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But the picture is not all bad, and there are some good influences at work.. The various all-star games are an example. In professional football, we've had a Pro Bowl game now for four years, and it has done more good than can ever be measured. You get to know personally the men you've been playing against all year. You play with them. And the chances are that next season when you're against them again you'll still play hard but it will be clean. You just don't go out and hit your friends in the face with an elbow.
A GOOD SIDE TOO
There are coaches and players who deserve credit too, for their own good influence. I remember one incident that happened to me five or six years ago when the Cleveland Browns played three games in eight days. It was a rough schedule. We played the New York Yankees in New York on Sunday, then flew all night to Los Angeles where we played the Dons on Thanksgiving Day. I was hurt in that game. My knee was twisted badly. And we still had another game with the 49ers in San Francisco on Sunday.
The morning of the San Francisco game, I could hardly walk. I had soaked the knee in hot mineral baths but was still hobbling on the way to the stadium. Paul Brown, our coach, didn't want me to dress for the game but our trainer suggested taping my leg before I decided definitely. It felt a lot better with tape and I dressed to stay in reserve. In the first few minutes of play, I was needed and went into the game. I couldn't run, but I could drag my leg back fast enough to pass. I played the whole game, and we were lucky to win, 31-28.
After it was over, I found out that Buck Shaw, the 49ers' coach, had given his team specific orders to be careful of my knee. Thinking back, I remembered several times when it had been obvious. They could have ruined me if they had wanted to?and completely within the rules too. But even though it was a close game and they were losing, they played it Buck Shaw's way. I've had a warm feeling for the 49ers ever since. And a special feeling for Buck Shaw. I think football?win or lose?should be played Shaw's way. Unfortunately, that kind of football is becoming more and more the exception instead of the rule.
THE EMOTIONAL APPROACH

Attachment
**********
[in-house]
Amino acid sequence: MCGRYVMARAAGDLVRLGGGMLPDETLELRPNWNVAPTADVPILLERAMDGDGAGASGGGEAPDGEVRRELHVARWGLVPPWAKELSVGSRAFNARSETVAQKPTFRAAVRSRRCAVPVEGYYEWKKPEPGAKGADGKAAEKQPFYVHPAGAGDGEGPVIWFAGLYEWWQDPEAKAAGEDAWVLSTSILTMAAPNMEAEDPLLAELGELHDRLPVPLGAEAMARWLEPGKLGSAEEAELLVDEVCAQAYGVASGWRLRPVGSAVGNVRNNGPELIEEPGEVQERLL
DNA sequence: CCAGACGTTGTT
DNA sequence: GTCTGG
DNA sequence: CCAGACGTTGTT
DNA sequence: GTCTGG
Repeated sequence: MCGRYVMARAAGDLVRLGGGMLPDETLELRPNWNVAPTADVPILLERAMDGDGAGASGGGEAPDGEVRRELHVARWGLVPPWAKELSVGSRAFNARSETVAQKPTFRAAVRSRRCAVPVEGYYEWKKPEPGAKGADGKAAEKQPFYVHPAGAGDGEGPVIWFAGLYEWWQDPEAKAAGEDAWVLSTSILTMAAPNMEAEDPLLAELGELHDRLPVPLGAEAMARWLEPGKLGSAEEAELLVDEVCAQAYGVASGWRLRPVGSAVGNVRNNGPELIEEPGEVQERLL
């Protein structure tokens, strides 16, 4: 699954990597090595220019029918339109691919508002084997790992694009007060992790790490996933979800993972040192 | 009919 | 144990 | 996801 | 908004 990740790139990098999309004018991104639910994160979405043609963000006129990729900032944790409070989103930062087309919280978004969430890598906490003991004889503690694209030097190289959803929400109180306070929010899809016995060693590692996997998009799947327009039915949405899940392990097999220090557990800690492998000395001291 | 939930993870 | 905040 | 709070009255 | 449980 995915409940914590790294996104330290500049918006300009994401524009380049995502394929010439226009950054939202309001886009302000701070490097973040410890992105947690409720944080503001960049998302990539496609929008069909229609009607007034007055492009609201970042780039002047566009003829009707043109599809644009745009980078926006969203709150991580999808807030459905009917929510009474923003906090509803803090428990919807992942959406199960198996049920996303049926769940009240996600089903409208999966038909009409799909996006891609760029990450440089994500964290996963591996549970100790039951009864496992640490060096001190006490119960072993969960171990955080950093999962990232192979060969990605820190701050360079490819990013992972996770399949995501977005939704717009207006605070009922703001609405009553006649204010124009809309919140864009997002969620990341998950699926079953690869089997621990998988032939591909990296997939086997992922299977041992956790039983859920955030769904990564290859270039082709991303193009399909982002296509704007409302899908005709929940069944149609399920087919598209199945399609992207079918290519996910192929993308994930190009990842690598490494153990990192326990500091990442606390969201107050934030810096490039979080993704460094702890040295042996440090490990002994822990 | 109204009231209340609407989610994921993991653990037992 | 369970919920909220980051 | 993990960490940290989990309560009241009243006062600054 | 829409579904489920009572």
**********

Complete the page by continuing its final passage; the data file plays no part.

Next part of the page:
I don't condemn any one person or group for the viciousness in modern football. It's not as simple as that. I know there are coaches who tell their players to "get so-and-so." Sometimes they specify that it must be by fair means. Sometimes they don't. It usually doesn't make much difference. The player-coach relationship, particularly in high school and college, is often an emotional one. When the coach says, "Get that man," you get him.
I know, also, that there are players who are consistently looking for a chance to do a little extra damage to an opponent when the officials aren't looking. But if you weeded out all those players and all the coaches, I'm not sure you would have solved the problem. The cause goes deeper than individuals. I think it goes down to something I mentioned a while back?today's tremendous overemphasis on winning.
Football has always been played to win; and that's right. But when the pressure to win begins to overshadow both the rules and the spirit of the game?as it does in many places today?I think it's going too far.
The pressure to win comes from many sources. In professional football, it comes from the fans and owners. In college, it is always the alumni who demand a winning team. Coaches know that their win-loss records are the important factor in holding their jobs. Players often are given athletic scholarships on a so-called "trial basis" with the obvious implication that they either produce or else. And there's pressure of another sort on both high school and college players from their fellow students. I know from my own experience that with most of the students, you're a hero when you're winning, and a bum when you lose.